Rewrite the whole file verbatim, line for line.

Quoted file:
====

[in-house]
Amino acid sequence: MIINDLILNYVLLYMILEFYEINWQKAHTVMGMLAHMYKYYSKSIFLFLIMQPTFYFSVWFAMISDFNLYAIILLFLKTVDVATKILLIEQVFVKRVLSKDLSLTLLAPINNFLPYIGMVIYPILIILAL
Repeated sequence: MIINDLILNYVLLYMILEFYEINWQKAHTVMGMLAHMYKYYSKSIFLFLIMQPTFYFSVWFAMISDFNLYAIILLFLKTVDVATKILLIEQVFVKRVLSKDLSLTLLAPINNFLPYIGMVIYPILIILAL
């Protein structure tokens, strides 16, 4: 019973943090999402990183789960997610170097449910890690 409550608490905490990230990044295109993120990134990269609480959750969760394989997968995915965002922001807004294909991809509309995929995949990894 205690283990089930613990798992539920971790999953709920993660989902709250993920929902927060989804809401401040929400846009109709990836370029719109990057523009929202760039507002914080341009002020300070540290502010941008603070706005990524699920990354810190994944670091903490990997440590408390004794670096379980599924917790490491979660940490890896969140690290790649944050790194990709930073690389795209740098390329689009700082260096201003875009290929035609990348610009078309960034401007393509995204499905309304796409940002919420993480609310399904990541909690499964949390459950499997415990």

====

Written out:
[in-house]
Amino acid sequence: MIINDLILNYVLLYMILEFYEINWQKAHTVMGMLAHMYKYYSKSIFLFLIMQPTFYFSVWFAMISDFNLYAIILLFLKTVDVATKILLIEQVFVKRVLSKDLSLTLLAPINNFLPYIGMVIYPILIILAL
Repeated sequence: MIINDLILNYVLLYMILEFYEINWQKAHTVMGMLAHMYKYYSKSIFLFLIMQPTFYFSVWFAMISDFNLYAIILLFLKTVDVATKILLIEQVFVKRVLSKDLSLTLLAPINNFLPYIGMVIYPILIILAL
């Protein structure tokens, strides 16, 4: 019973943090999402990183789960997610170097449910890690 409550608490905490990230990044295109993120990134990269609480959750969760394989997968995915965002922001807004294909991809509309995929995949990894 205690283990089930613990798992539920971790999953709920993660989902709250993920929902927060989804809401401040929400846009109709990836370029719109990057523009929202760039507002914080341009002020300070540290502010941008603070706005990524699920990354810190994944670091903490990997440590408390004794670096379980599924917790490491979660940490890896969140690290790649944050790194990709930073690389795209740098390329689009700082260096201003875009290929035609990348610009078309960034401007393509995204499905309304796409940002919420993480609310399904990541909690499964949390459950499997415990």